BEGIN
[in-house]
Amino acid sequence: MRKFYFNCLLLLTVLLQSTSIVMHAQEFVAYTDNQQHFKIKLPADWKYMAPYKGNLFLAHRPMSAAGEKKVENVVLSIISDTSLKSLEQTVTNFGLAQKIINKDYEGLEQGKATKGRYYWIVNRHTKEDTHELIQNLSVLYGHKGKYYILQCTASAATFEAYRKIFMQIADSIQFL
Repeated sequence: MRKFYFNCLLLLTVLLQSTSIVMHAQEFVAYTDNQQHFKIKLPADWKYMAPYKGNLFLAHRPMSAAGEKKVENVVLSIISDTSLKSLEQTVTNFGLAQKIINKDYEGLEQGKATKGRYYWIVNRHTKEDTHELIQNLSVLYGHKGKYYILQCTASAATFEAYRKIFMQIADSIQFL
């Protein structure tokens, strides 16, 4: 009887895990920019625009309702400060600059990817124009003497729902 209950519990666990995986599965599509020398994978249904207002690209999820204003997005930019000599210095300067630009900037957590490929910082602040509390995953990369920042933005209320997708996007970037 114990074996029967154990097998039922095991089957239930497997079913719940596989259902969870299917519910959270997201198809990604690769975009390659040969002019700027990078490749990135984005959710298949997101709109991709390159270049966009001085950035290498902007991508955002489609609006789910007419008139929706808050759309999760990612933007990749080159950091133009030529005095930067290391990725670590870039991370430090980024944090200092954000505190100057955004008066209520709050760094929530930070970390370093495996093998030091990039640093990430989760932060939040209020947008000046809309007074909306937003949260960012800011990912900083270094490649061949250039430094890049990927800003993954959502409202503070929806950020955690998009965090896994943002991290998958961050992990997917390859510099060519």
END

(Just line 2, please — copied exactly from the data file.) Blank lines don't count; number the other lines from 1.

Amino acid sequence: MRKFYFNCLLLLTVLLQSTSIVMHAQEFVAYTDNQQHFKIKLPADWKYMAPYKGNLFLAHRPMSAAGEKKVENVVLSIISDTSLKSLEQTVTNFGLAQKIINKDYEGLEQGKATKGRYYWIVNRHTKEDTHELIQNLSVLYGHKGKYYILQCTASAATFEAYRKIFMQIADSIQFL